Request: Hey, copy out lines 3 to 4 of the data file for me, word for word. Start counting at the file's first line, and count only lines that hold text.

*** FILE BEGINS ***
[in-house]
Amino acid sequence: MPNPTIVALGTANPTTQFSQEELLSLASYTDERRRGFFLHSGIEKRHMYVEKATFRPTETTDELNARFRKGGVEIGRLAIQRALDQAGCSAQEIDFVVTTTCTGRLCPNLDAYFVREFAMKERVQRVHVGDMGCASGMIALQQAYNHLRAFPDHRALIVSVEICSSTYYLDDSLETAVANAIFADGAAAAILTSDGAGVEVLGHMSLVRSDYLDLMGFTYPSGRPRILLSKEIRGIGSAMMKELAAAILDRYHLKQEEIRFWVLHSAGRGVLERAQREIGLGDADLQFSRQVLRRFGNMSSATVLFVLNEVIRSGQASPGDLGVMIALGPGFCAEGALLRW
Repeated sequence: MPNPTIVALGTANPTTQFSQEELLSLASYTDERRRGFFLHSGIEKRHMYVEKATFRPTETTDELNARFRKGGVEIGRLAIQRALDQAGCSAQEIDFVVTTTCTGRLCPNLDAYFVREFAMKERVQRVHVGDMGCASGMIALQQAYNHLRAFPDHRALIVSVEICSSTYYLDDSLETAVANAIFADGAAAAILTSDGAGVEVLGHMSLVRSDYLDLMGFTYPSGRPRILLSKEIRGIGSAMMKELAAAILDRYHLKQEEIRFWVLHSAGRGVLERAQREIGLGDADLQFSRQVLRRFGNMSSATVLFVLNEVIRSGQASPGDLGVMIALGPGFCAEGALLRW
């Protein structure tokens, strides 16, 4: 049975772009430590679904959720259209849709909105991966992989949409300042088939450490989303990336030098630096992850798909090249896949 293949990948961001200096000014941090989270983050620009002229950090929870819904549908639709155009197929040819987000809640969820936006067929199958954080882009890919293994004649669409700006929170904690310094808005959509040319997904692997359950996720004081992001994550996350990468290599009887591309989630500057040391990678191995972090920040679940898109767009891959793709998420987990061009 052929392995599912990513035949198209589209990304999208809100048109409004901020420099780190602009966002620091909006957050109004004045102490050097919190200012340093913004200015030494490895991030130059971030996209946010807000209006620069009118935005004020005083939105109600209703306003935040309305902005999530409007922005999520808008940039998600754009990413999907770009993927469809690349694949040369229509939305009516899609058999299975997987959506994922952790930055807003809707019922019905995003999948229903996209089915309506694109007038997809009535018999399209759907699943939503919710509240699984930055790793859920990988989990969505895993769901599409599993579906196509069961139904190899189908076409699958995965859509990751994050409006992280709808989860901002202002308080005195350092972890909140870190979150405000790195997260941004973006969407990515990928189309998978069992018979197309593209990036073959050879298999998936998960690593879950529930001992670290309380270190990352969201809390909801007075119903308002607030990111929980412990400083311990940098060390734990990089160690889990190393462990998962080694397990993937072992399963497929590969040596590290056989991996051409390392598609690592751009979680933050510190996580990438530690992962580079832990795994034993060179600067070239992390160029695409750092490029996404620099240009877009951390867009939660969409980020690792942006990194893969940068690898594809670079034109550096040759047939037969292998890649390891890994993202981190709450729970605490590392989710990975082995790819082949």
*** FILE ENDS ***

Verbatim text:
Repeated sequence: MPNPTIVALGTANPTTQFSQEELLSLASYTDERRRGFFLHSGIEKRHMYVEKATFRPTETTDELNARFRKGGVEIGRLAIQRALDQAGCSAQEIDFVVTTTCTGRLCPNLDAYFVREFAMKERVQRVHVGDMGCASGMIALQQAYNHLRAFPDHRALIVSVEICSSTYYLDDSLETAVANAIFADGAAAAILTSDGAGVEVLGHMSLVRSDYLDLMGFTYPSGRPRILLSKEIRGIGSAMMKELAAAILDRYHLKQEEIRFWVLHSAGRGVLERAQREIGLGDADLQFSRQVLRRFGNMSSATVLFVLNEVIRSGQASPGDLGVMIALGPGFCAEGALLRW
């Protein structure tokens, strides 16, 4: 049975772009430590679904959720259209849709909105991966992989949409300042088939450490989303990336030098630096992850798909090249896949 293949990948961001200096000014941090989270983050620009002229950090929870819904549908639709155009197929040819987000809640969820936006067929199958954080882009890919293994004649669409700006929170904690310094808005959509040319997904692997359950996720004081992001994550996350990468290599009887591309989630500057040391990678191995972090920040679940898109767009891959793709998420987990061009 052929392995599912990513035949198209589209990304999208809100048109409004901020420099780190602009966002620091909006957050109004004045102490050097919190200012340093913004200015030494490895991030130059971030996209946010807000209006620069009118935005004020005083939105109600209703306003935040309305902005999530409007922005999520808008940039998600754009990413999907770009993927469809690349694949040369229509939305009516899609058999299975997987959506994922952790930055807003809707019922019905995003999948229903996209089915309506694109007038997809009535018999399209759907699943939503919710509240699984930055790793859920990988989990969505895993769901599409599993579906196509069961139904190899189908076409699958995965859509990751994050409006992280709808989860901002202002308080005195350092972890909140870190979150405000790195997260941004973006969407990515990928189309998978069992018979197309593209990036073959050879298999998936998960690593879950529930001992670290309380270190990352969201809390909801007075119903308002607030990111929980412990400083311990940098060390734990990089160690889990190393462990998962080694397990993937072992399963497929590969040596590290056989991996051409390392598609690592751009979680933050510190996580990438530690992962580079832990795994034993060179600067070239992390160029695409750092490029996404620099240009877009951390867009939660969409980020690792942006990194893969940068690898594809670079034109550096040759047939037969292998890649390891890994993202981190709450729970605490590392989710990975082995790819082949």